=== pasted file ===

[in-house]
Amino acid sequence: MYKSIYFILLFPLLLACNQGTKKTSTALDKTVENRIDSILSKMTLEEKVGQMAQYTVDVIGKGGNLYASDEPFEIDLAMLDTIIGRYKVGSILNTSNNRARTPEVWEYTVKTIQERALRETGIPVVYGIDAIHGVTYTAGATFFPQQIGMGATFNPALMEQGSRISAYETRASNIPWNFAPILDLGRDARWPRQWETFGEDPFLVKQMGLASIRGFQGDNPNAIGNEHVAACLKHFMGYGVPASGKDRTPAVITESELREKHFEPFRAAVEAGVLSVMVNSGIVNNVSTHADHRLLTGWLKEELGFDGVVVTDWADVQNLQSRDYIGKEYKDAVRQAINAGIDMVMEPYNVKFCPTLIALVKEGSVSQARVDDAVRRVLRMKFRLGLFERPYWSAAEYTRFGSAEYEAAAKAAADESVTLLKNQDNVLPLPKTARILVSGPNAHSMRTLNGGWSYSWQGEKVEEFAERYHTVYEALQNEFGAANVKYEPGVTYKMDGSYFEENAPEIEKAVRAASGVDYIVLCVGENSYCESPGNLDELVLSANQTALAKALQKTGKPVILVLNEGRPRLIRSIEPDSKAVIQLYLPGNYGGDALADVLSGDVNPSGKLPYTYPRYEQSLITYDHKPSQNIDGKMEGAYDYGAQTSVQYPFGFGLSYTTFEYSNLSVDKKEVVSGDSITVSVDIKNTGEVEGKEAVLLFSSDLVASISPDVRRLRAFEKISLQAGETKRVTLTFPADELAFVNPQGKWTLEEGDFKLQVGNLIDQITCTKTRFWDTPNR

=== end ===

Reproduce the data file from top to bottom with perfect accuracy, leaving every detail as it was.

[in-house]
Amino acid sequence: MYKSIYFILLFPLLLACNQGTKKTSTALDKTVENRIDSILSKMTLEEKVGQMAQYTVDVIGKGGNLYASDEPFEIDLAMLDTIIGRYKVGSILNTSNNRARTPEVWEYTVKTIQERALRETGIPVVYGIDAIHGVTYTAGATFFPQQIGMGATFNPALMEQGSRISAYETRASNIPWNFAPILDLGRDARWPRQWETFGEDPFLVKQMGLASIRGFQGDNPNAIGNEHVAACLKHFMGYGVPASGKDRTPAVITESELREKHFEPFRAAVEAGVLSVMVNSGIVNNVSTHADHRLLTGWLKEELGFDGVVVTDWADVQNLQSRDYIGKEYKDAVRQAINAGIDMVMEPYNVKFCPTLIALVKEGSVSQARVDDAVRRVLRMKFRLGLFERPYWSAAEYTRFGSAEYEAAAKAAADESVTLLKNQDNVLPLPKTARILVSGPNAHSMRTLNGGWSYSWQGEKVEEFAERYHTVYEALQNEFGAANVKYEPGVTYKMDGSYFEENAPEIEKAVRAASGVDYIVLCVGENSYCESPGNLDELVLSANQTALAKALQKTGKPVILVLNEGRPRLIRSIEPDSKAVIQLYLPGNYGGDALADVLSGDVNPSGKLPYTYPRYEQSLITYDHKPSQNIDGKMEGAYDYGAQTSVQYPFGFGLSYTTFEYSNLSVDKKEVVSGDSITVSVDIKNTGEVEGKEAVLLFSSDLVASISPDVRRLRAFEKISLQAGETKRVTLTFPADELAFVNPQGKWTLEEGDFKLQVGNLIDQITCTKTRFWDTPNR